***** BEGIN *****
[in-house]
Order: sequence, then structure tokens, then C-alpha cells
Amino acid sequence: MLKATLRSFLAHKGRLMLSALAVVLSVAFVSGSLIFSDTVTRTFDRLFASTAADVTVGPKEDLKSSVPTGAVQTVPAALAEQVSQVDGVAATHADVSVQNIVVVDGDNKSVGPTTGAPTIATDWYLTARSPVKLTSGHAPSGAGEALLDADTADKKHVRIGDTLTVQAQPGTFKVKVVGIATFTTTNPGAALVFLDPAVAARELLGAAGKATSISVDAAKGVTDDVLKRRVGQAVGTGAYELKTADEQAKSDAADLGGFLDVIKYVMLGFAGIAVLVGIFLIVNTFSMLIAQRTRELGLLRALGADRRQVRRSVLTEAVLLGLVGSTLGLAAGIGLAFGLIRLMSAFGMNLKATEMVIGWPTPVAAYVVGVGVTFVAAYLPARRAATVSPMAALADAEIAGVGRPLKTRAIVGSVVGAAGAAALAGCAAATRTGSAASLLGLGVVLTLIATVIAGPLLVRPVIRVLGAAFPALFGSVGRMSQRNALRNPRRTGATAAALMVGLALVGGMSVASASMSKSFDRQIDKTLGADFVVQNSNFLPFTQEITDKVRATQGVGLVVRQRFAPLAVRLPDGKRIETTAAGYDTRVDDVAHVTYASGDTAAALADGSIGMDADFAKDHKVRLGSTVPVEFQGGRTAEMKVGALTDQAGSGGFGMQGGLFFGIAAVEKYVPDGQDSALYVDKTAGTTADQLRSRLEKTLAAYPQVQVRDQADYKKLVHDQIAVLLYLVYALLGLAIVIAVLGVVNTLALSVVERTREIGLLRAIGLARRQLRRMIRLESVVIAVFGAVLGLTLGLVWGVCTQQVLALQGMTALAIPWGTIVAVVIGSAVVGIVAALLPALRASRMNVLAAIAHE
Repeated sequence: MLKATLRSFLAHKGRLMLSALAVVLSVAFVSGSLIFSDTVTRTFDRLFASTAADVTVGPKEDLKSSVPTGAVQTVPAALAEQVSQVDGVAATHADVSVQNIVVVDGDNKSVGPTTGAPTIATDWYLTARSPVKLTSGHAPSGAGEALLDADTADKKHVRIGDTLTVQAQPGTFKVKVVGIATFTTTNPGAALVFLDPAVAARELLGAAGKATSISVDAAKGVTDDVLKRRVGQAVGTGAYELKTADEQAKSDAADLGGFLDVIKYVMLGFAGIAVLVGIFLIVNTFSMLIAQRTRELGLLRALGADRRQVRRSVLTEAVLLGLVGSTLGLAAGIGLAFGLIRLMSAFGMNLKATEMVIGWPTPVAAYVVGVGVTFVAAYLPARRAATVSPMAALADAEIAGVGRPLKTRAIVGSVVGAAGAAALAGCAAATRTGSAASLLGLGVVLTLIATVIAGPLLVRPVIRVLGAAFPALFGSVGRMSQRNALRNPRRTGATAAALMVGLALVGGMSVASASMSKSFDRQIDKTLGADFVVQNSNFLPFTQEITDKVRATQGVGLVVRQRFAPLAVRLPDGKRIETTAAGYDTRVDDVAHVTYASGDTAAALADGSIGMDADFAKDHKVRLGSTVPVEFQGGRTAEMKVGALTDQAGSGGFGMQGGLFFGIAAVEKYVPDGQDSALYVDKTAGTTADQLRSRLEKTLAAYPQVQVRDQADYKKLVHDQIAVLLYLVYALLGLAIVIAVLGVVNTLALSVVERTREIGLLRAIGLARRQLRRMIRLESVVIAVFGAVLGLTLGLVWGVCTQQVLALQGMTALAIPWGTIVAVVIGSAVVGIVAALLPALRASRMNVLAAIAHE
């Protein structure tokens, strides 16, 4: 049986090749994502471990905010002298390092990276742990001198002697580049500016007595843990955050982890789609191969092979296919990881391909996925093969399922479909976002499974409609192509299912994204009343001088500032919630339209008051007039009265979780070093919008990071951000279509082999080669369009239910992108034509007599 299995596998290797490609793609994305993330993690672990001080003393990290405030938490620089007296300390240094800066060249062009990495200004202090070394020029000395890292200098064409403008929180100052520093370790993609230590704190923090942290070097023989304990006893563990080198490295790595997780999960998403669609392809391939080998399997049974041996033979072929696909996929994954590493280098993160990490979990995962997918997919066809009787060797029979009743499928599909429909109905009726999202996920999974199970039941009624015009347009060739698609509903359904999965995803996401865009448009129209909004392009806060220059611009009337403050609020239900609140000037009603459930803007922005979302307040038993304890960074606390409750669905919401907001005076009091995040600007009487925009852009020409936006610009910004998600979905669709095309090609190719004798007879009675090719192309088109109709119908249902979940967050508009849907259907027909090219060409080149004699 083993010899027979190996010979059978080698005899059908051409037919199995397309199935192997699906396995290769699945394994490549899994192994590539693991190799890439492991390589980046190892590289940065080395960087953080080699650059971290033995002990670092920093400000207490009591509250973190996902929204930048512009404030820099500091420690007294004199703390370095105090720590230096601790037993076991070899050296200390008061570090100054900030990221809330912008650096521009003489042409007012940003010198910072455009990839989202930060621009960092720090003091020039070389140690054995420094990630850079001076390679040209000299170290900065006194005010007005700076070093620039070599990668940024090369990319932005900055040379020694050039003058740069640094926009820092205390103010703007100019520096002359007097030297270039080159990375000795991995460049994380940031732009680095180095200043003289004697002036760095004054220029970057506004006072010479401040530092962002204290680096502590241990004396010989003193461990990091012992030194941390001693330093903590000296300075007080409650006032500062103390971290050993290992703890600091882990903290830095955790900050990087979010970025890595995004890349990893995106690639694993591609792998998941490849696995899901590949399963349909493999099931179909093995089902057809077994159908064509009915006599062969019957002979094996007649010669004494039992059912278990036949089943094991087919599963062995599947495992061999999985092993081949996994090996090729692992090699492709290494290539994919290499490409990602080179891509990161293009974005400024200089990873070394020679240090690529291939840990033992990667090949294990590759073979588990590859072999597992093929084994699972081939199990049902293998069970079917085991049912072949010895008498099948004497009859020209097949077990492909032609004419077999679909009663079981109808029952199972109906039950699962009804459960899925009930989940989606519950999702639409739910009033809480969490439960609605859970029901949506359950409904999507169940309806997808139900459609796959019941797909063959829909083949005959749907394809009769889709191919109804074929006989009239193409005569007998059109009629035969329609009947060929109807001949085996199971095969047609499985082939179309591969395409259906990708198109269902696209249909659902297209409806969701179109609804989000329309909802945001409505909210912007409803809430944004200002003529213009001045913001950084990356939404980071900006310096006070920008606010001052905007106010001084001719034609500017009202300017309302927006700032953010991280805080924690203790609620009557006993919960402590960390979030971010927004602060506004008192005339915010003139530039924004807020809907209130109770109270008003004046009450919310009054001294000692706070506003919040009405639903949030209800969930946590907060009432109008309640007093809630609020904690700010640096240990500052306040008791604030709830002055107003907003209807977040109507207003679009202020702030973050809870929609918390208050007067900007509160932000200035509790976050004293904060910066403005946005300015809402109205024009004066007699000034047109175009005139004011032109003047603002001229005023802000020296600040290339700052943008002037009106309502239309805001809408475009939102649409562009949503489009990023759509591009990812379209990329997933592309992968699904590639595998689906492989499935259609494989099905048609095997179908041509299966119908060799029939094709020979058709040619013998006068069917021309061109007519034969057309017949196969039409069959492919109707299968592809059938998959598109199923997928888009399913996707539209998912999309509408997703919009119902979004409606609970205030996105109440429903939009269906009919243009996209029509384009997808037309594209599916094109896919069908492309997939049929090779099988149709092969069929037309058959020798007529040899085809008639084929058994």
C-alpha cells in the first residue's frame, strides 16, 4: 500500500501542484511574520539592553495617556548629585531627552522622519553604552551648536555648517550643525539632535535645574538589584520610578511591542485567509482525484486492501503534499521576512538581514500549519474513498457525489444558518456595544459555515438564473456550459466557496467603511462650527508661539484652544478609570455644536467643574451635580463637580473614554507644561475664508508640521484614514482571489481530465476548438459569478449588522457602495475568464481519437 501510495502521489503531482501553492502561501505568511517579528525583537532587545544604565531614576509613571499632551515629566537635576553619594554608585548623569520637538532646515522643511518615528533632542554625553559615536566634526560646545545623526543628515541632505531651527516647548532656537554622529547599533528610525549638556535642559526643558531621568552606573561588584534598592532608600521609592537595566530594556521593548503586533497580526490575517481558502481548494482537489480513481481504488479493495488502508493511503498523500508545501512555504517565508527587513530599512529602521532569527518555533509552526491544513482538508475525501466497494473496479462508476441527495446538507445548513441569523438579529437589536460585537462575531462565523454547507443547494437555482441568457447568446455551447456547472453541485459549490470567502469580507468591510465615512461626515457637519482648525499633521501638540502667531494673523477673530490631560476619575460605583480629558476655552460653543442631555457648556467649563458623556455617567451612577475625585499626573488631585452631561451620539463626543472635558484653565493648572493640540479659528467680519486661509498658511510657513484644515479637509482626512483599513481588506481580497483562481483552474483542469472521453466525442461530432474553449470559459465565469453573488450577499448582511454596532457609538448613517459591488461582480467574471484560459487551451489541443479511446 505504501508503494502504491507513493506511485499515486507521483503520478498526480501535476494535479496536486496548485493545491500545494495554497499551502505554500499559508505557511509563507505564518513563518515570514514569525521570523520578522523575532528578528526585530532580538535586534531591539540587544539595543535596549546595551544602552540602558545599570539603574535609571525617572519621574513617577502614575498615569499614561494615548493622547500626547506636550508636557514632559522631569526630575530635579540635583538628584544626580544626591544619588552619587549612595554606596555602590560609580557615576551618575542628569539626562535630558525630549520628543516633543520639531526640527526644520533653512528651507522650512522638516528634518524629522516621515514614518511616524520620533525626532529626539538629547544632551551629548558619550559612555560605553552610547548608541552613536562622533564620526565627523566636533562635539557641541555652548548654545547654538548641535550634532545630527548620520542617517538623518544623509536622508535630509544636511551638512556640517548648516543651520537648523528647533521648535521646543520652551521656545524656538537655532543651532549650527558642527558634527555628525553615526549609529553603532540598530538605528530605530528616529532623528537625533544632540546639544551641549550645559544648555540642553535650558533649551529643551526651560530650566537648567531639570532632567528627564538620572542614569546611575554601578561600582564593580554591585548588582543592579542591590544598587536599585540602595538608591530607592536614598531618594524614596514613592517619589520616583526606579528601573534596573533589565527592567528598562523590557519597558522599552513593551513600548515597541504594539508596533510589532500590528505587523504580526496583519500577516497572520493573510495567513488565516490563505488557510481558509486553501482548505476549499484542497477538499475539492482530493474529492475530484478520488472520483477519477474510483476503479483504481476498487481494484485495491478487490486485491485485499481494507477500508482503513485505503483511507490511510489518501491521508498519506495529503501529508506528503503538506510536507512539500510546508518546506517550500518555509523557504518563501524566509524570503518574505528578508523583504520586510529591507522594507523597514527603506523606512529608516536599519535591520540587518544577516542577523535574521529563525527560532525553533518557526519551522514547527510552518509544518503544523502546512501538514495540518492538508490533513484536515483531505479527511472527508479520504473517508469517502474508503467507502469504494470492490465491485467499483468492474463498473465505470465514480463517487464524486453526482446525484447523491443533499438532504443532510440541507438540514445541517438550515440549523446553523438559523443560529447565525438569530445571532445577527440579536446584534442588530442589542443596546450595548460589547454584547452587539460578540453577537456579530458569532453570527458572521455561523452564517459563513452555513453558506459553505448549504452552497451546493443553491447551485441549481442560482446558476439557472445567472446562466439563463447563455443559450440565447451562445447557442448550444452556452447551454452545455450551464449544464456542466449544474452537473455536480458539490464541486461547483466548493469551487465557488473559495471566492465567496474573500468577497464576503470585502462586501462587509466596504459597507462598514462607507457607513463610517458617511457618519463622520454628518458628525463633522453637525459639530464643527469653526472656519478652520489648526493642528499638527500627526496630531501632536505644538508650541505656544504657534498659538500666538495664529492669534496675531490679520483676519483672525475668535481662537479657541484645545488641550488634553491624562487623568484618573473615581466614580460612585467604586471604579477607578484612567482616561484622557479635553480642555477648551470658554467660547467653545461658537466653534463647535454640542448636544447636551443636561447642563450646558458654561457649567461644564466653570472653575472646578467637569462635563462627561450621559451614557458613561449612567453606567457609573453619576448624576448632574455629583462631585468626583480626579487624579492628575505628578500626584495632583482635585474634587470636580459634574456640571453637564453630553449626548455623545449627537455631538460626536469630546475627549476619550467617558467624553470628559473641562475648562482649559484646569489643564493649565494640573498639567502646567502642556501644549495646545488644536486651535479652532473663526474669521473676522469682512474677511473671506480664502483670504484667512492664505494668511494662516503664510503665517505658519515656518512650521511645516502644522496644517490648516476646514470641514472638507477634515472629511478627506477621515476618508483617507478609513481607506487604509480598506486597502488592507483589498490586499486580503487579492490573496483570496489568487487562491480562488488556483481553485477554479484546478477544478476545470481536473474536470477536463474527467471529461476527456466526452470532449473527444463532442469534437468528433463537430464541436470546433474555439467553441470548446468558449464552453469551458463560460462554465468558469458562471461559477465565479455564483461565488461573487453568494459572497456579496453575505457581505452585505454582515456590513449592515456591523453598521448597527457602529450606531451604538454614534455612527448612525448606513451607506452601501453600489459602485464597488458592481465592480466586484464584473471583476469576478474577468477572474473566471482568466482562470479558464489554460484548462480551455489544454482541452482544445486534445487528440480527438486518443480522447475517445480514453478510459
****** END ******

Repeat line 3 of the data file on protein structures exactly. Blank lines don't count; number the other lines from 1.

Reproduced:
Amino acid sequence: MLKATLRSFLAHKGRLMLSALAVVLSVAFVSGSLIFSDTVTRTFDRLFASTAADVTVGPKEDLKSSVPTGAVQTVPAALAEQVSQVDGVAATHADVSVQNIVVVDGDNKSVGPTTGAPTIATDWYLTARSPVKLTSGHAPSGAGEALLDADTADKKHVRIGDTLTVQAQPGTFKVKVVGIATFTTTNPGAALVFLDPAVAARELLGAAGKATSISVDAAKGVTDDVLKRRVGQAVGTGAYELKTADEQAKSDAADLGGFLDVIKYVMLGFAGIAVLVGIFLIVNTFSMLIAQRTRELGLLRALGADRRQVRRSVLTEAVLLGLVGSTLGLAAGIGLAFGLIRLMSAFGMNLKATEMVIGWPTPVAAYVVGVGVTFVAAYLPARRAATVSPMAALADAEIAGVGRPLKTRAIVGSVVGAAGAAALAGCAAATRTGSAASLLGLGVVLTLIATVIAGPLLVRPVIRVLGAAFPALFGSVGRMSQRNALRNPRRTGATAAALMVGLALVGGMSVASASMSKSFDRQIDKTLGADFVVQNSNFLPFTQEITDKVRATQGVGLVVRQRFAPLAVRLPDGKRIETTAAGYDTRVDDVAHVTYASGDTAAALADGSIGMDADFAKDHKVRLGSTVPVEFQGGRTAEMKVGALTDQAGSGGFGMQGGLFFGIAAVEKYVPDGQDSALYVDKTAGTTADQLRSRLEKTLAAYPQVQVRDQADYKKLVHDQIAVLLYLVYALLGLAIVIAVLGVVNTLALSVVERTREIGLLRAIGLARRQLRRMIRLESVVIAVFGAVLGLTLGLVWGVCTQQVLALQGMTALAIPWGTIVAVVIGSAVVGIVAALLPALRASRMNVLAAIAHE